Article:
[arin-ppml] BGP Hijacking Definition

Keith W. Hare Keith at jcc.com
Mon May 6 10:09:12 EDT 2019


Prop-266 uses the phrase "BGP hijacking" but does not define it. Without a careful definition of "BGP hijacking", it is not possible to define the difference between intentional and accidental hijacking.


-----Original Message-----
From: Töma Gavrichenkov [mailto:ximaera at gmail.com] 
Sent: Monday, May 6, 2019 9:44 AM
To: Keith W. Hare <Keith at jcc.com>
Cc: arin-ppml at arin.net
Subject: Re: [arin-ppml] BGP Hijacking Definition

On Mon, May 6, 2019 at 4:26 PM Keith W. Hare <Keith at jcc.com> wrote:
> If an organization uses a IPv4 prefix allocated/assigned
> to some other organization (the DoD for example)
> within their internal network and filters out all references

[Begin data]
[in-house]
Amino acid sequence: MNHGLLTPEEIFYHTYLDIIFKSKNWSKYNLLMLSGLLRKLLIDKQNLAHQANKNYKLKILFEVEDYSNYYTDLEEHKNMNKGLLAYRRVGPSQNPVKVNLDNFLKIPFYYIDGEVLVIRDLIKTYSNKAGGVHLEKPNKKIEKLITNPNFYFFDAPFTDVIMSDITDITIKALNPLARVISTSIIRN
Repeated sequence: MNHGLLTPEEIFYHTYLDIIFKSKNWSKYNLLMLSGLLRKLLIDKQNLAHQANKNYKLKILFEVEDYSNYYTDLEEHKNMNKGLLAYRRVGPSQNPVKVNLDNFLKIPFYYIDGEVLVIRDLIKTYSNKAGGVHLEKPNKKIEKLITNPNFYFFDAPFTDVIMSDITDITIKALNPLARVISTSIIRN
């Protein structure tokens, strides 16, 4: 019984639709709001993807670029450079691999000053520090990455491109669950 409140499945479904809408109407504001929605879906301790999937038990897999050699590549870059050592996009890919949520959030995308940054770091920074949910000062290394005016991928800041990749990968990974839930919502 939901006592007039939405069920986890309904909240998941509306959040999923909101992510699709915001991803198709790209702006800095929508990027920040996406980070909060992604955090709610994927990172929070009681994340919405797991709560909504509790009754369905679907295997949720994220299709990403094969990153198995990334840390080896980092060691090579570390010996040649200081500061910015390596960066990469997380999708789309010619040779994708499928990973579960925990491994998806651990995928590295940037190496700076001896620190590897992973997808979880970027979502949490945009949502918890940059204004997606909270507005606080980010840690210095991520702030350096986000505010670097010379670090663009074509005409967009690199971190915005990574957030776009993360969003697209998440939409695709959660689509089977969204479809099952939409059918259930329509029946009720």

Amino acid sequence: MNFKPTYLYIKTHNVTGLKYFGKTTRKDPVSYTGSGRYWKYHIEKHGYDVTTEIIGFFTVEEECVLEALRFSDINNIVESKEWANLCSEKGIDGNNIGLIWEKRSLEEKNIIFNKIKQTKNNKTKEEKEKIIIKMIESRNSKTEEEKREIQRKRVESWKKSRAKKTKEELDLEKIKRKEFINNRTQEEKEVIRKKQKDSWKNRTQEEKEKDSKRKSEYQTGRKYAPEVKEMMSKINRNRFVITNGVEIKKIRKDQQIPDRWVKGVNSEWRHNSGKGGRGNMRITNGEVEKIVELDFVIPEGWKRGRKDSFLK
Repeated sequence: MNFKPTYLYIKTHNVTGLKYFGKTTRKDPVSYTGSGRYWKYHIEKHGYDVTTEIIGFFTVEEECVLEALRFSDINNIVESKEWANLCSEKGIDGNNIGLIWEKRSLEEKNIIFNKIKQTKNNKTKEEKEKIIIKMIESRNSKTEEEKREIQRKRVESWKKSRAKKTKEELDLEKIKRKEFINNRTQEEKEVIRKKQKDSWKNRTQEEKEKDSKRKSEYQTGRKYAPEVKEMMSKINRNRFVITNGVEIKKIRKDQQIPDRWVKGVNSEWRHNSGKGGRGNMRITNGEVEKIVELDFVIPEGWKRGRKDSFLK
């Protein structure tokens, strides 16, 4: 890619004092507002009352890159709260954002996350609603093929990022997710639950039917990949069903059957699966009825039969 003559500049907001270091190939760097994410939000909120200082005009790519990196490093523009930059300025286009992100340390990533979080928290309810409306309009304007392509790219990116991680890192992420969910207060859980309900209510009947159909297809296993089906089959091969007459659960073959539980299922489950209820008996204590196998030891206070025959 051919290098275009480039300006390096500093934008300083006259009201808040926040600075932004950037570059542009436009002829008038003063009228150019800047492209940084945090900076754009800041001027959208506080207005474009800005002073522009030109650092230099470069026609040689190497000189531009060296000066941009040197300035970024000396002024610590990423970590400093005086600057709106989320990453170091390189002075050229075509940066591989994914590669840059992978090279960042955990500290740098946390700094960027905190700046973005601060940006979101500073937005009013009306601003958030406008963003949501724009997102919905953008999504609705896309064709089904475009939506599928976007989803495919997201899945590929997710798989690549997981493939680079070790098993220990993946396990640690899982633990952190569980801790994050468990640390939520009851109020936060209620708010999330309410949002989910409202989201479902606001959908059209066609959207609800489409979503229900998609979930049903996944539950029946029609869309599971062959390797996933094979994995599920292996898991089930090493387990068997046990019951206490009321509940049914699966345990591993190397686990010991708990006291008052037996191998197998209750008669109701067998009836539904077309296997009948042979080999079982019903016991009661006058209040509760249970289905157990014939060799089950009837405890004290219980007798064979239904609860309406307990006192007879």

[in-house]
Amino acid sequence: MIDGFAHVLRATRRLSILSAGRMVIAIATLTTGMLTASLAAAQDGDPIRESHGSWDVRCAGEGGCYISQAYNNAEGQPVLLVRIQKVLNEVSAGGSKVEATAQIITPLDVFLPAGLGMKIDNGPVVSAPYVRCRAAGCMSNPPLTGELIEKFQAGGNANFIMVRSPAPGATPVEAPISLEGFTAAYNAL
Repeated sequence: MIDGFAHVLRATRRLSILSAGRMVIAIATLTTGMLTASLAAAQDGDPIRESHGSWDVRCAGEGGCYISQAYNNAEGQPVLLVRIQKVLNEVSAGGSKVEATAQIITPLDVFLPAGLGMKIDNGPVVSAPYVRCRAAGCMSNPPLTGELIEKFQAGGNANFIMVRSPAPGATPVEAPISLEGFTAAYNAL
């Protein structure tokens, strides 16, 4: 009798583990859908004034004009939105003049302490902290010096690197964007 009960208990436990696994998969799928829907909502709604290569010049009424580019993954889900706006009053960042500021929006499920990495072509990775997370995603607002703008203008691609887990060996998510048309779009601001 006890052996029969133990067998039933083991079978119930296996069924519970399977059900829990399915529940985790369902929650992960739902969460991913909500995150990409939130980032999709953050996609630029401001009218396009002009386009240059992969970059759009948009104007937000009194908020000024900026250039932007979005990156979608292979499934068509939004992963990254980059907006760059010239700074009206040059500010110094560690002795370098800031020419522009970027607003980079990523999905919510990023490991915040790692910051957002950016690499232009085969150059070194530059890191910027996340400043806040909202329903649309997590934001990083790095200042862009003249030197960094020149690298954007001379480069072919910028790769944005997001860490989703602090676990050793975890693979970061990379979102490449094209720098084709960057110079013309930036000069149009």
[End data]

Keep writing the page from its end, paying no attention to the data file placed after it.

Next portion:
> at the edges of their network so that the general public
> never sees any references, is that BGP Hijacking?

The prop-266 establishes a difference between intentional and
occasional hijacking.

Now, consider a case when a Chinese ISP accidentally leaks 30/8 away.
Imagine the newspaper headlines next morning, given that 30/8 is
formally allocated to the DoD.
Imagine Joe Sixpacks talking about the issue, treating that as a
direct violent attack against the DoD, almost (if almost) an act of
After that, consider the PR consequences when ARIN (APNIC etc.)
decides that was accidental and thus just fine.

This is one of the scenarios that makes me worry the most: exposing
the cute and simple network address registry to all sorts of
politicians with their ambitions.


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